The Corrosion of Stainless Steel in Oxygen-Contaminated Sodium at 1200 F and 1400 F
Stainless steel structures in contact with liquid sodium at temperatures from 1000–1400 F undergo corrosion primarily as a function of the purity of the sodium. The principal impurities in sodium are carbon and oxygen. If the system encompasses a temperature differential, a further effect is superimposed. This is the mass transfer of specific elements out of the stainless steel in the hot leg with subsequent deposition in the cold leg. This selective leaching is normally restricted to the substitutional elements, -- primarily chromium and nickel -- but under some circumstances carbon is also transferred.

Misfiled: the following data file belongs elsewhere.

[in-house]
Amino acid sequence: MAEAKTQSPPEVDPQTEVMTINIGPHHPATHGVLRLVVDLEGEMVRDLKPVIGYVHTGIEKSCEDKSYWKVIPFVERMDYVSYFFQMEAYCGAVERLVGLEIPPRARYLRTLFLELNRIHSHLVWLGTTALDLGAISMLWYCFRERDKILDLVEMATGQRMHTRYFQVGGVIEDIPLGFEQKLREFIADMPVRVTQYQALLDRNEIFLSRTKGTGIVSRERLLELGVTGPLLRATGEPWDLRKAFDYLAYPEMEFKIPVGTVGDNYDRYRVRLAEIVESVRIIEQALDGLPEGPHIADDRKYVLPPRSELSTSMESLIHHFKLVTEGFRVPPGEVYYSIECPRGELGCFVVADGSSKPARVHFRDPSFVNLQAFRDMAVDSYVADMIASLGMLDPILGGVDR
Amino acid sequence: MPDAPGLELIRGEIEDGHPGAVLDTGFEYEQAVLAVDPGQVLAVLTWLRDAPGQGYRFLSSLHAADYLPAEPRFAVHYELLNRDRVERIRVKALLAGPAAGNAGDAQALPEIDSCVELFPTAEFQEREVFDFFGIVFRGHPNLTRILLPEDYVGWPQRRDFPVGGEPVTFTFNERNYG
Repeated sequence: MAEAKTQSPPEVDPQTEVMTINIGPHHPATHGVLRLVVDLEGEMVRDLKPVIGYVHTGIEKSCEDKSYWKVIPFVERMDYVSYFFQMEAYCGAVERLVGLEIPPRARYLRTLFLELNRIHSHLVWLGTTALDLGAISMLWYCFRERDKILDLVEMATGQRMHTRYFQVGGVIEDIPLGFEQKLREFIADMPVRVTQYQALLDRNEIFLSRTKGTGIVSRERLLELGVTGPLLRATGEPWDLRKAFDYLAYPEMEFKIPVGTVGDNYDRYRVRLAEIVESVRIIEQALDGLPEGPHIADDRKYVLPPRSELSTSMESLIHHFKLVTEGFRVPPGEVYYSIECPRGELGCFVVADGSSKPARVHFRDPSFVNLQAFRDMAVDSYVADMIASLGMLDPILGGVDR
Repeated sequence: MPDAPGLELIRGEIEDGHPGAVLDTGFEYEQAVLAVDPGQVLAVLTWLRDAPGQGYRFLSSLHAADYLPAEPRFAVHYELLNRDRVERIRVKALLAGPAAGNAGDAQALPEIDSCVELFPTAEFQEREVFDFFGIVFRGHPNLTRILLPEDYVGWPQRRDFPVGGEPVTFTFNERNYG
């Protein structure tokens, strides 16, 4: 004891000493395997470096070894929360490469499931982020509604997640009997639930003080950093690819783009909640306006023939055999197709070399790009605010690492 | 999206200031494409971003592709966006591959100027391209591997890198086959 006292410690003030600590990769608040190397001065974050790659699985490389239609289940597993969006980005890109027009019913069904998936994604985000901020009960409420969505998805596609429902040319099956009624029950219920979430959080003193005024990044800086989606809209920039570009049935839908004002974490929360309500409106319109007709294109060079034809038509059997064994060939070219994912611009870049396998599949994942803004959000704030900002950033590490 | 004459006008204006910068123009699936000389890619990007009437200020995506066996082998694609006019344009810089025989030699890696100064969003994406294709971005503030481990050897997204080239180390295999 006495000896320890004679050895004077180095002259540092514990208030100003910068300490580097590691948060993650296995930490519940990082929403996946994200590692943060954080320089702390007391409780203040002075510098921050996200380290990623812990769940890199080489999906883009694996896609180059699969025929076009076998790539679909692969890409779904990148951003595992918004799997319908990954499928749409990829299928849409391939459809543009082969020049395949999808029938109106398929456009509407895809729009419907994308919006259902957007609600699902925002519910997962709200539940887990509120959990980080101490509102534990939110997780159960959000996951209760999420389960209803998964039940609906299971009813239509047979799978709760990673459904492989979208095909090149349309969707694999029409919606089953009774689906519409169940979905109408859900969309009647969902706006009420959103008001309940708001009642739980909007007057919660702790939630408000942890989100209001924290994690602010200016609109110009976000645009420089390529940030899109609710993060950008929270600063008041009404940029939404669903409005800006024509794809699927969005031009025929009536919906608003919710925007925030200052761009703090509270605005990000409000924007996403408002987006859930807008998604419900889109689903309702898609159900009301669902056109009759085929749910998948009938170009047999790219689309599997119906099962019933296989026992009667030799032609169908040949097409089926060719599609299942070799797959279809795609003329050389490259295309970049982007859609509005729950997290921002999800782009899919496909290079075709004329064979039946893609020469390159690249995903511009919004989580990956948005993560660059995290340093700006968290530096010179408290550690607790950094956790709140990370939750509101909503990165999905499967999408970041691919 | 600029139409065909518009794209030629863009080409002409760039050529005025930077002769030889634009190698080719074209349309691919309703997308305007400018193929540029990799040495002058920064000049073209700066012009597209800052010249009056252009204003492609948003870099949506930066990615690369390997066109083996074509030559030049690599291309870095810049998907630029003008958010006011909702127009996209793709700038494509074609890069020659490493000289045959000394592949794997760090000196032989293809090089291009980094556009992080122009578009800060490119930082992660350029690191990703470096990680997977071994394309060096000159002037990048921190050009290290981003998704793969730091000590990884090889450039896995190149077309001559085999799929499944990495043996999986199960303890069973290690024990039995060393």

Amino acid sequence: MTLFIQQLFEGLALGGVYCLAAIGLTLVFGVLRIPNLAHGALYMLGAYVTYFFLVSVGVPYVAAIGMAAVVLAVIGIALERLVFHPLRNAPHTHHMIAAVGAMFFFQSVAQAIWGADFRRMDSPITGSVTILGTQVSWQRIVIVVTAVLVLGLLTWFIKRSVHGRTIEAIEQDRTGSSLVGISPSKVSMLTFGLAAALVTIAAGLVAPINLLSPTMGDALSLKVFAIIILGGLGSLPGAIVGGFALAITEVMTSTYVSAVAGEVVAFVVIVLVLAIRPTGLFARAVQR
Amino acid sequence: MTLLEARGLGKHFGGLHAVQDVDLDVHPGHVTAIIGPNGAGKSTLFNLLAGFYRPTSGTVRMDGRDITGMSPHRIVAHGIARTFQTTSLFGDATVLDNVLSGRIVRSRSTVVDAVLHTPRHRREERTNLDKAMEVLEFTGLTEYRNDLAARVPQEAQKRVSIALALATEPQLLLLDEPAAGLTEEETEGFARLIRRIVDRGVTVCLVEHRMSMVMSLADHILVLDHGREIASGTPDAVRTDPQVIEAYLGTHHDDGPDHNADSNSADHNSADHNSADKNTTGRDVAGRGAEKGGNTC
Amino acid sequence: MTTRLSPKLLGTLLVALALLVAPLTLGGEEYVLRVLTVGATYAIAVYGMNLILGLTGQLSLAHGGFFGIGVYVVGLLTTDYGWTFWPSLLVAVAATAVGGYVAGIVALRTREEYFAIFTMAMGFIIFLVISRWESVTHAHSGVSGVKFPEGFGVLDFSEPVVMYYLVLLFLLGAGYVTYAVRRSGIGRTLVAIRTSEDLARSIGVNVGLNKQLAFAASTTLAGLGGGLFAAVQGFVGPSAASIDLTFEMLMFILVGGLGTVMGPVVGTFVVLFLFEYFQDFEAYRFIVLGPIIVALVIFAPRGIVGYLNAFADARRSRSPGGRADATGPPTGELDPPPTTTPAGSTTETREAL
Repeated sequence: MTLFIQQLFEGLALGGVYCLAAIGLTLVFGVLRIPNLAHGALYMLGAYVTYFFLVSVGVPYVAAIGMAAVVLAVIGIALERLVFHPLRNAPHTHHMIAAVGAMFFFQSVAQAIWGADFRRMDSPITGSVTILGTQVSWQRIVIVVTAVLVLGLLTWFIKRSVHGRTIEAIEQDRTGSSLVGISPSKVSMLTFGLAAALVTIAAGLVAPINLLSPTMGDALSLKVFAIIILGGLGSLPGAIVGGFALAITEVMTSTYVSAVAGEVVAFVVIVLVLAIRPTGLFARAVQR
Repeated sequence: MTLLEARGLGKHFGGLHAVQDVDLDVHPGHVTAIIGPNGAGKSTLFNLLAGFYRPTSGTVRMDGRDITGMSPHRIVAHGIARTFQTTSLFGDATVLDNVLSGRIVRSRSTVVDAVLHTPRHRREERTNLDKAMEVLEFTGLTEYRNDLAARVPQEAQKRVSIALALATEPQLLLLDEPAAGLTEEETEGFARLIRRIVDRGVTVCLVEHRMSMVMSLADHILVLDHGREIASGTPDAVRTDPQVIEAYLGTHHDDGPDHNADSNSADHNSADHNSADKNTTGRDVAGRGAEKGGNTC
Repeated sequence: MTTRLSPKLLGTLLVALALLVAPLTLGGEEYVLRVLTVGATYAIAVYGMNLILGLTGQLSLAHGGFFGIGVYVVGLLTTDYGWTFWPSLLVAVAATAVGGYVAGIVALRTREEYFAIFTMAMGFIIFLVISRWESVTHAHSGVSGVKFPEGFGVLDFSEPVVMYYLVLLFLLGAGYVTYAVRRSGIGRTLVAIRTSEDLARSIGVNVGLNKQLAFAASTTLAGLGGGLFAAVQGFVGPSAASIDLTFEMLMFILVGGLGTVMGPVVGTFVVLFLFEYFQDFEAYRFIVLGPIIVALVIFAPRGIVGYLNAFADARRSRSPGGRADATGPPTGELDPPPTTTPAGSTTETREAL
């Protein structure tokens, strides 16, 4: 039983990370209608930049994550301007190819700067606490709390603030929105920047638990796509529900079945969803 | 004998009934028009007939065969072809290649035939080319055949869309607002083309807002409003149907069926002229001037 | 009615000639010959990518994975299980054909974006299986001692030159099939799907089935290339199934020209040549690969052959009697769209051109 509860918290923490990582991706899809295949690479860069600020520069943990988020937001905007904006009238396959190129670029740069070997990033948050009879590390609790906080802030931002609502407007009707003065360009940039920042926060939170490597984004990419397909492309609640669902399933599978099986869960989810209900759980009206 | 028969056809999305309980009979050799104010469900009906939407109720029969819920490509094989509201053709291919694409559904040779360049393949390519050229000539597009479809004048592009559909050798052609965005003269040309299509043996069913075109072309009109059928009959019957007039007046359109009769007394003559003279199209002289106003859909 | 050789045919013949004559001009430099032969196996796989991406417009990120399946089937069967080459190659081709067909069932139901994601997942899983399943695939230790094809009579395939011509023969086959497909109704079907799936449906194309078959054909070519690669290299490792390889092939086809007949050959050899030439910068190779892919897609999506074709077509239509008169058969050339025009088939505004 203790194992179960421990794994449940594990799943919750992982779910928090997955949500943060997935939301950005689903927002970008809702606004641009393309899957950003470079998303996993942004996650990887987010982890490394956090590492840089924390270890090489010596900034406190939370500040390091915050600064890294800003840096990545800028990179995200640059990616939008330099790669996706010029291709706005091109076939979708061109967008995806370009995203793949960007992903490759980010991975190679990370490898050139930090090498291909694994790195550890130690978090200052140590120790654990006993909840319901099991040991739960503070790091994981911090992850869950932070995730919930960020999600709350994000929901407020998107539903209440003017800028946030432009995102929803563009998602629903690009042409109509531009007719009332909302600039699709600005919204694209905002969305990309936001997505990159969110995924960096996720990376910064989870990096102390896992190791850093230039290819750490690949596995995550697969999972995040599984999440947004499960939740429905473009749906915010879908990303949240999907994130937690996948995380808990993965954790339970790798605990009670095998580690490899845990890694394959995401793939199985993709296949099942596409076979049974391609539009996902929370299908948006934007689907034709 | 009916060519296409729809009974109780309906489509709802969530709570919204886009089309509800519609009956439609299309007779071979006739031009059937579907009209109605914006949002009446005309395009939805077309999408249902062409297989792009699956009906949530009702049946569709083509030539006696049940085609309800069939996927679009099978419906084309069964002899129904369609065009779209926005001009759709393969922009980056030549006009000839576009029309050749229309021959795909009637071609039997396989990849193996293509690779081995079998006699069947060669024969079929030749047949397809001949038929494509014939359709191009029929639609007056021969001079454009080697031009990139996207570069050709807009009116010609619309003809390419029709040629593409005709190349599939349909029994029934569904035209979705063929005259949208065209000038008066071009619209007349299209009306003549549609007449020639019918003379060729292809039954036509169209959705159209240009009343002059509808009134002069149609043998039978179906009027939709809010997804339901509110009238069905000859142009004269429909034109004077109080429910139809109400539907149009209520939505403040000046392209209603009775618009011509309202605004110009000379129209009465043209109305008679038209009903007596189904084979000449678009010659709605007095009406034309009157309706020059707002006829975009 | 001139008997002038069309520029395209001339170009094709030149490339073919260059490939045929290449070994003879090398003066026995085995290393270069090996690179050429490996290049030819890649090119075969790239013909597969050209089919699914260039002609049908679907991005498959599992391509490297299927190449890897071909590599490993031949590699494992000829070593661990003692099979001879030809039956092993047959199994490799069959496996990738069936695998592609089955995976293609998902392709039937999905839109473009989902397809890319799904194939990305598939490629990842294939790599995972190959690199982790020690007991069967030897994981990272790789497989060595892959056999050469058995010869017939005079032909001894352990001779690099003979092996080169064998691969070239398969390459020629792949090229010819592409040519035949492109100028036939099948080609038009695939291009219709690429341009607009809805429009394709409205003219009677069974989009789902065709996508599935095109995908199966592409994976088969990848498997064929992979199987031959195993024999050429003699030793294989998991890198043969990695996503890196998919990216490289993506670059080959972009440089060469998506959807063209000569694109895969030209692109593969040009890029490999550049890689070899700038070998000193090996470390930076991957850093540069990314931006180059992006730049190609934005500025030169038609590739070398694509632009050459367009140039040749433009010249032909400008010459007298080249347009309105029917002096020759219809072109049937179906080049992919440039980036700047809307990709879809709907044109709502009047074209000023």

KeywordsNickel Carbide Chromium Ferrite Gamma Iron
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